The high-level structure of a living trust usually consists of the most important points of the declaration of trust in a logical order. Often Roman numerals are used for high-level headings. The essential components of a living trust, which are described in the following chapter, are:

  • The Trust Name

  • The Trust Property

  • Powers of the Grantor

  • Trustees

  • Beneficiaries

  • Distribution of Trust Property

  • Trustee's Power and Duties

  • General Provisions

  • Certification by Grantor

Living Trust Structures for Couples

Living Trusts for Couples usually require substantive changes in the deeper levels of the basic pattern described above. This is caused by the particular situation that couples typically share. They are emotionally tied together, and they often own property collectively. Shared living also comes prevalently with shared household assets such as furnishings or electronics, and many couples own real estate. That applies to both married and unmarried partners. Therefore the following is written for every couple in a permanent relationship, in that the partners assume responsibility for each other.

Couples have several possibilities to structure their living trust(s). A couple could have one joint or two separate trusts for their respective property. Another option is that both or one partner chooses to have his trust besides a second trust held jointly by the spouses. All of these options are perfectly legal.
However, most couples choose the one-trust option. The reason is a significant drawback of the individual trusts option. In addition to that, the spouses are usually forced to split up their jointly held property. Especially dividing real estate ownership usually comes with severe administrative work as the partners would each have to transfer a half-interest in the house to two separate trusts.

But still, sometimes separate living trusts are the better choice because the couple's ownership structure can be established easier upon the death of one of the partners. Whatever structure is suitable for you. The trust attorneys of Rinne Legal in San Francisco, Fairfield, Oakland, Walnut Creek, and Sacramento will find the right living trust solution for you and your family.

Additional Components for a Couples' living trust

Being an estate and trust attorney in San Francisco, I assume most couples who wish to take care of their collective estate planning live together. However, regular living trusts for couples have to cope with the additional interests of the family they are designed for. The partners have agreed to take responsibility for each other and their descendants. In general care-taking wishes of this kind complicate estate planning immensely. The declaration of trust should reflect this family situation.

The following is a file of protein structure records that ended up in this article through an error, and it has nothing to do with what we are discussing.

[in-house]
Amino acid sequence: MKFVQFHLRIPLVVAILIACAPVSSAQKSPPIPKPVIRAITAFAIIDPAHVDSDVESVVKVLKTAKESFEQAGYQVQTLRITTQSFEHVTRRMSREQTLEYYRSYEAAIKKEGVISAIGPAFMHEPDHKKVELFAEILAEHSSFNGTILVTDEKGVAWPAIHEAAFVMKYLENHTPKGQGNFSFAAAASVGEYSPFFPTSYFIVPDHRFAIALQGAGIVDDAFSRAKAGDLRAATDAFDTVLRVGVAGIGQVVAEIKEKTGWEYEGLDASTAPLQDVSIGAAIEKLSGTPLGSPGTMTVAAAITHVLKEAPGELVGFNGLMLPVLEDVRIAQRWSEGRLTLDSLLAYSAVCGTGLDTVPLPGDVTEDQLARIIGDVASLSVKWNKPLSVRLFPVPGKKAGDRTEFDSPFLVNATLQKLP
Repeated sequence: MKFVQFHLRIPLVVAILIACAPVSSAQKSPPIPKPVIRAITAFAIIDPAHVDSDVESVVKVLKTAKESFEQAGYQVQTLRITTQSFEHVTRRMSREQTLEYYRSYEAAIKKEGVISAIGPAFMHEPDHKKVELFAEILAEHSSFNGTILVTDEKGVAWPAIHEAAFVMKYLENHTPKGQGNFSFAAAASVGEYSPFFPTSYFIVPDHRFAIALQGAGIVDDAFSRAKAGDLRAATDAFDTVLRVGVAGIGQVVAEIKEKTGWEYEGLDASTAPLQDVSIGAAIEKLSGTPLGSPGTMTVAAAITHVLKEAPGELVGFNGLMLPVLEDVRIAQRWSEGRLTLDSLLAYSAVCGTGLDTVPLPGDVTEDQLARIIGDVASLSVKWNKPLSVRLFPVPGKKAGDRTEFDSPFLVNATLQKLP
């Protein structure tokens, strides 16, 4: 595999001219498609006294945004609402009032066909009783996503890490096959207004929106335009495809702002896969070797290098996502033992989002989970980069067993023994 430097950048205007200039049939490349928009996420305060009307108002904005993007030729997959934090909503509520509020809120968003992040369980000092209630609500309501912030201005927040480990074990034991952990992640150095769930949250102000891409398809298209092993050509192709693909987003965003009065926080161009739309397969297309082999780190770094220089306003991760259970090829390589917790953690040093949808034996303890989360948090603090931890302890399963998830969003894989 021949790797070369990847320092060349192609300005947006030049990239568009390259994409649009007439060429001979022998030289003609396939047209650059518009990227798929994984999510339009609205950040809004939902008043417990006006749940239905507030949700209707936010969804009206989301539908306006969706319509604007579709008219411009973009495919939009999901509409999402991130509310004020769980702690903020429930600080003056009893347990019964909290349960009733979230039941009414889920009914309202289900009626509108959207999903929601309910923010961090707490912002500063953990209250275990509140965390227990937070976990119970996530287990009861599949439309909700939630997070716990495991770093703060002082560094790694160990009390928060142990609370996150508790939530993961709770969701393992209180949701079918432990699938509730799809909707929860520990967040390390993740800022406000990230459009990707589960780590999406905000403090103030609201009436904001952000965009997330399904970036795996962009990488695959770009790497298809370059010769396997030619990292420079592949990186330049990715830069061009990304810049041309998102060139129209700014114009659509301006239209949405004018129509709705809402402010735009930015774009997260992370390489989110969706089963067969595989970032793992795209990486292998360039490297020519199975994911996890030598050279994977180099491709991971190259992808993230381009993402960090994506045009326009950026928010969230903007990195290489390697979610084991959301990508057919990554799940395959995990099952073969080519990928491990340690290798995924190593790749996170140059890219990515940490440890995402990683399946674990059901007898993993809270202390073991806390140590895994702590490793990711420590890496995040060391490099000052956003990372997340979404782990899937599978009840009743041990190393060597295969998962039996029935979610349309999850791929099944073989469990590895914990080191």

The high-level structure of a trust for couples is mainly identical to that of a living trust for singles. But there are many differences within the sub-items. If you want to use a standard living trust form, y
ou must use one for couples. If you ask for the help of an estate planning attorney, he will draft the trust document right to your needs.

Children's Trusts

Special attention is also needed as soon as there are children involved. Often such trusts have clauses that deal with this specific issue.

Commonly, a provision creates a separate trust for each minor child upon the grantor's death. The clause ensures that all trust property meant to be given to a child is transferre
d to the child's trust. Another clause usually stipulates an age limit.

In most cases, legally binding management instructions for the trustee are outlined within this section. These guidelines ensure the trust funds are administered according to the deceased's will.

As an experienced trust lawyer in Sacramento, I regularly advise a section prohibiting the voluntary or involuntary assignment of any interests that the child's trust property may generate. Finally, the whole section is usually completed by provisions that regard the compensation of the trustee and the termination of the child's trust.

Instead of naming your children as beneficiaries of your trust, there is the possibility of using the Uniform Transfers to Minors Act (UTMA). The UTMA is a model law adopted by all states except South Carolina and Vermont. The advantages of using the UTMA are outlined in the respective chapter below.

bottom of page